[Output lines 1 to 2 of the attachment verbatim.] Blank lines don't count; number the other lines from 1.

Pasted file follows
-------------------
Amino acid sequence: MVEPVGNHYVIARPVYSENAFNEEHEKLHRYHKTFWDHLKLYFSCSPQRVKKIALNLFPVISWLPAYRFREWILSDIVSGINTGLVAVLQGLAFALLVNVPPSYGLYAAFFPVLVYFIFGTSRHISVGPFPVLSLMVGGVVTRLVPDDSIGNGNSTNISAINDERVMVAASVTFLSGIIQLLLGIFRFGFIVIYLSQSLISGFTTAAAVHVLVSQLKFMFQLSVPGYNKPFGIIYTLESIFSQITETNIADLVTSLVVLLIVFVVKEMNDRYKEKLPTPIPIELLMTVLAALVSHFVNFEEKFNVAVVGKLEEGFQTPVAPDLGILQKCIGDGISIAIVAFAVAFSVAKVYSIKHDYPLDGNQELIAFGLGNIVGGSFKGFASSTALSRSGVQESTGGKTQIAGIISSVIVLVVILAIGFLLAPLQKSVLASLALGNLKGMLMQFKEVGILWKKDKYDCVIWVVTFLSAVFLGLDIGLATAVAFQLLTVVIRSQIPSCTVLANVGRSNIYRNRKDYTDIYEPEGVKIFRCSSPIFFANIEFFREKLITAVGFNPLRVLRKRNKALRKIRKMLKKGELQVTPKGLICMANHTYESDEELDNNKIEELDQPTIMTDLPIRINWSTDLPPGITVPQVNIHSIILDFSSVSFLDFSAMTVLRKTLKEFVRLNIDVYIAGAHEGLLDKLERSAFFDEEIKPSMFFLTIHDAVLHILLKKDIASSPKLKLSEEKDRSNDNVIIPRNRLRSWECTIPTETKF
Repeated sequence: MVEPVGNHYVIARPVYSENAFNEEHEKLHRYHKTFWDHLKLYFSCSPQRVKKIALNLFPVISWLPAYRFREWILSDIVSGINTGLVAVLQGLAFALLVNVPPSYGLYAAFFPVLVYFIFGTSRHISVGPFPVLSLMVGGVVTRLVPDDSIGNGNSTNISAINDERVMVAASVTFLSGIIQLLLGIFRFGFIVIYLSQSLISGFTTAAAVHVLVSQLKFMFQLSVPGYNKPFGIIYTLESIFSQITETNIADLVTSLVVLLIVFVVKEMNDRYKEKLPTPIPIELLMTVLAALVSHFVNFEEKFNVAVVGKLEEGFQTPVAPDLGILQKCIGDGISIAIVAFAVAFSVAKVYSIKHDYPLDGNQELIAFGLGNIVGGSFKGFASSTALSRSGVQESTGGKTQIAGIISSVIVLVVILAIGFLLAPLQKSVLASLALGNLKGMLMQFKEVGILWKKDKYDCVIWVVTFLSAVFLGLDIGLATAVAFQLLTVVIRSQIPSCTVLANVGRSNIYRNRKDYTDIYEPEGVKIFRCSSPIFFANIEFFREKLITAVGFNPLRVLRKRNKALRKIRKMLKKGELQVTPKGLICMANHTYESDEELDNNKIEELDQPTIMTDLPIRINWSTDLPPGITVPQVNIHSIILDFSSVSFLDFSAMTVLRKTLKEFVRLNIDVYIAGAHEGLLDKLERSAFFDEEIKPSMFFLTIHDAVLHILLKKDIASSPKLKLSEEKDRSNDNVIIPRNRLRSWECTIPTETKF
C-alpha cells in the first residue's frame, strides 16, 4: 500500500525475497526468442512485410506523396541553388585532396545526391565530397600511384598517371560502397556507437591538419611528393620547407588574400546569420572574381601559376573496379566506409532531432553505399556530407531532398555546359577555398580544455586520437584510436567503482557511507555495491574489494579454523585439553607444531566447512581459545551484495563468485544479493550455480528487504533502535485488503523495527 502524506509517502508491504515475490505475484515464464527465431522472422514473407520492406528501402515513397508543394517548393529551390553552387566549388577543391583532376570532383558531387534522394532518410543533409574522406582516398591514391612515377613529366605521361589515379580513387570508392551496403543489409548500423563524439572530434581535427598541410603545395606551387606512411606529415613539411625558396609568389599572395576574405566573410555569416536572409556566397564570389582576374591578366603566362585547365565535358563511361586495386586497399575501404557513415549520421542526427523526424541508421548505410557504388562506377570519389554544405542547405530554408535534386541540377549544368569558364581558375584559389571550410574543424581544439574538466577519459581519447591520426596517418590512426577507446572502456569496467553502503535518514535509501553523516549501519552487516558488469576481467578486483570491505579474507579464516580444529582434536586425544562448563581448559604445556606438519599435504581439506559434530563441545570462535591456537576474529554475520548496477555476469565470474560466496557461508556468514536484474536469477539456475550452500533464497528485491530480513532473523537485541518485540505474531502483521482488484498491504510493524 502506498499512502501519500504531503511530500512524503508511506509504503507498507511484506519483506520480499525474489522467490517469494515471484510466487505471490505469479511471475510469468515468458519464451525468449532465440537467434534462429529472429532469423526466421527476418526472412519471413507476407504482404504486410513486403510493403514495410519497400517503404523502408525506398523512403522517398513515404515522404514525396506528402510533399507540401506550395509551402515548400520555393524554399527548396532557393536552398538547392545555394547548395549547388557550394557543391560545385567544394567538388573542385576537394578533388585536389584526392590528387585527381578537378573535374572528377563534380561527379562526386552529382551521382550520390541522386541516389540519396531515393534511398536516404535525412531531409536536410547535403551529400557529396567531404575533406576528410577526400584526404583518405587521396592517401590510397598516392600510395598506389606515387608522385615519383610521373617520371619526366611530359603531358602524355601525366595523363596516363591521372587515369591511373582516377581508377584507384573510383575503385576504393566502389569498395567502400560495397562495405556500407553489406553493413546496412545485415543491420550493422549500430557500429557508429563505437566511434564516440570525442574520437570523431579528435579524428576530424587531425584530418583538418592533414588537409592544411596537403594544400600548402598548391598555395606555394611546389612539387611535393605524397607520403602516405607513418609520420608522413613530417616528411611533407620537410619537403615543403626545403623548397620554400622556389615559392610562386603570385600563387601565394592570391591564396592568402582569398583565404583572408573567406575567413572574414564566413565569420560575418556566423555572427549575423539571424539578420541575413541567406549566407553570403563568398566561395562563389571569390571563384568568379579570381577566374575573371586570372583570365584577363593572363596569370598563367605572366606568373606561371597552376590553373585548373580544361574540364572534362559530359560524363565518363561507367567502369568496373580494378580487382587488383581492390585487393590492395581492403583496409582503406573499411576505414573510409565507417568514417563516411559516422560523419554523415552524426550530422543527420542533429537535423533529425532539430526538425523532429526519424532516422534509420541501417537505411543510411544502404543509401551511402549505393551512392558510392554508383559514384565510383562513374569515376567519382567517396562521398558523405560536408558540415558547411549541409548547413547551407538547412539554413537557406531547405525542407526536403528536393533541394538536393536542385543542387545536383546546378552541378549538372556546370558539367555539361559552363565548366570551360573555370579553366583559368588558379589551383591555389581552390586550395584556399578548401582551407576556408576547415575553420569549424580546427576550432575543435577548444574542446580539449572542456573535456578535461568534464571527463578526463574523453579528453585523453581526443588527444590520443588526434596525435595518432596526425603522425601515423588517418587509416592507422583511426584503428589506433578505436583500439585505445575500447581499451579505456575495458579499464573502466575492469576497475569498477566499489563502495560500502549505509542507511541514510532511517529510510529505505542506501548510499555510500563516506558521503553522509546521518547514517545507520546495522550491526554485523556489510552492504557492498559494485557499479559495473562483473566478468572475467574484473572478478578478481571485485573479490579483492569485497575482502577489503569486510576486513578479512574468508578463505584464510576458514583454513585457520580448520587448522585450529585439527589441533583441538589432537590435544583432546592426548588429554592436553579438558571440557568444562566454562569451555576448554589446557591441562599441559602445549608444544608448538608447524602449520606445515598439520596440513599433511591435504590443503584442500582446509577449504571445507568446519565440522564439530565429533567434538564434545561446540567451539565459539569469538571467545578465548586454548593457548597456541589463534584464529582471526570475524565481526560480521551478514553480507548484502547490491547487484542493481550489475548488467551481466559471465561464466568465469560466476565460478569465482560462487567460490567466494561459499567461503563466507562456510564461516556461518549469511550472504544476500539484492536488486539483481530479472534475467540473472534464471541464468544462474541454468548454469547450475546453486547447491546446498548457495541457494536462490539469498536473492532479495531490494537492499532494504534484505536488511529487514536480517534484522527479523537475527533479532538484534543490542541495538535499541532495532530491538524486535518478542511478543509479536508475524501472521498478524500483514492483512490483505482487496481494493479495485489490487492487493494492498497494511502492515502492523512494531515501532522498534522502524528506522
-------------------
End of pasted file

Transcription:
Amino acid sequence: MVEPVGNHYVIARPVYSENAFNEEHEKLHRYHKTFWDHLKLYFSCSPQRVKKIALNLFPVISWLPAYRFREWILSDIVSGINTGLVAVLQGLAFALLVNVPPSYGLYAAFFPVLVYFIFGTSRHISVGPFPVLSLMVGGVVTRLVPDDSIGNGNSTNISAINDERVMVAASVTFLSGIIQLLLGIFRFGFIVIYLSQSLISGFTTAAAVHVLVSQLKFMFQLSVPGYNKPFGIIYTLESIFSQITETNIADLVTSLVVLLIVFVVKEMNDRYKEKLPTPIPIELLMTVLAALVSHFVNFEEKFNVAVVGKLEEGFQTPVAPDLGILQKCIGDGISIAIVAFAVAFSVAKVYSIKHDYPLDGNQELIAFGLGNIVGGSFKGFASSTALSRSGVQESTGGKTQIAGIISSVIVLVVILAIGFLLAPLQKSVLASLALGNLKGMLMQFKEVGILWKKDKYDCVIWVVTFLSAVFLGLDIGLATAVAFQLLTVVIRSQIPSCTVLANVGRSNIYRNRKDYTDIYEPEGVKIFRCSSPIFFANIEFFREKLITAVGFNPLRVLRKRNKALRKIRKMLKKGELQVTPKGLICMANHTYESDEELDNNKIEELDQPTIMTDLPIRINWSTDLPPGITVPQVNIHSIILDFSSVSFLDFSAMTVLRKTLKEFVRLNIDVYIAGAHEGLLDKLERSAFFDEEIKPSMFFLTIHDAVLHILLKKDIASSPKLKLSEEKDRSNDNVIIPRNRLRSWECTIPTETKF
Repeated sequence: MVEPVGNHYVIARPVYSENAFNEEHEKLHRYHKTFWDHLKLYFSCSPQRVKKIALNLFPVISWLPAYRFREWILSDIVSGINTGLVAVLQGLAFALLVNVPPSYGLYAAFFPVLVYFIFGTSRHISVGPFPVLSLMVGGVVTRLVPDDSIGNGNSTNISAINDERVMVAASVTFLSGIIQLLLGIFRFGFIVIYLSQSLISGFTTAAAVHVLVSQLKFMFQLSVPGYNKPFGIIYTLESIFSQITETNIADLVTSLVVLLIVFVVKEMNDRYKEKLPTPIPIELLMTVLAALVSHFVNFEEKFNVAVVGKLEEGFQTPVAPDLGILQKCIGDGISIAIVAFAVAFSVAKVYSIKHDYPLDGNQELIAFGLGNIVGGSFKGFASSTALSRSGVQESTGGKTQIAGIISSVIVLVVILAIGFLLAPLQKSVLASLALGNLKGMLMQFKEVGILWKKDKYDCVIWVVTFLSAVFLGLDIGLATAVAFQLLTVVIRSQIPSCTVLANVGRSNIYRNRKDYTDIYEPEGVKIFRCSSPIFFANIEFFREKLITAVGFNPLRVLRKRNKALRKIRKMLKKGELQVTPKGLICMANHTYESDEELDNNKIEELDQPTIMTDLPIRINWSTDLPPGITVPQVNIHSIILDFSSVSFLDFSAMTVLRKTLKEFVRLNIDVYIAGAHEGLLDKLERSAFFDEEIKPSMFFLTIHDAVLHILLKKDIASSPKLKLSEEKDRSNDNVIIPRNRLRSWECTIPTETKF